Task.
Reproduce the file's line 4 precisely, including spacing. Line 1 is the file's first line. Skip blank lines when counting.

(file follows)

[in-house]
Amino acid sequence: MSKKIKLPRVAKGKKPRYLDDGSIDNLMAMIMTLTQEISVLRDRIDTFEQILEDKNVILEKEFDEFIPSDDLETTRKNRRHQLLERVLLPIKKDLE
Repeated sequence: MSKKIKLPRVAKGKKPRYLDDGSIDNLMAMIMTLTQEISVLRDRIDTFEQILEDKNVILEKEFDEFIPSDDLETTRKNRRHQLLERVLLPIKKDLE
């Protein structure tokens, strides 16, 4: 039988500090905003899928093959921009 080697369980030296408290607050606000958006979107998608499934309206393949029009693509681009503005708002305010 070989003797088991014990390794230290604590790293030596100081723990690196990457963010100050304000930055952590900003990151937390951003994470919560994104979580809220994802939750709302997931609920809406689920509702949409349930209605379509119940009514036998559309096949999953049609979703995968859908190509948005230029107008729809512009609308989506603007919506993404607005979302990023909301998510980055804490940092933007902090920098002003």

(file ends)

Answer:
């Protein structure tokens, strides 16, 4: 039988500090905003899928093959921009 080697369980030296408290607050606000958006979107998608499934309206393949029009693509681009503005708002305010 070989003797088991014990390794230290604590790293030596100081723990690196990457963010100050304000930055952590900003990151937390951003994470919560994104979580809220994802939750709302997931609920809406689920509702949409349930209605379509119940009514036998559309096949999953049609979703995968859908190509948005230029107008729809512009609308989506603007919506993404607005979302990023909301998510980055804490940092933007902090920098002003």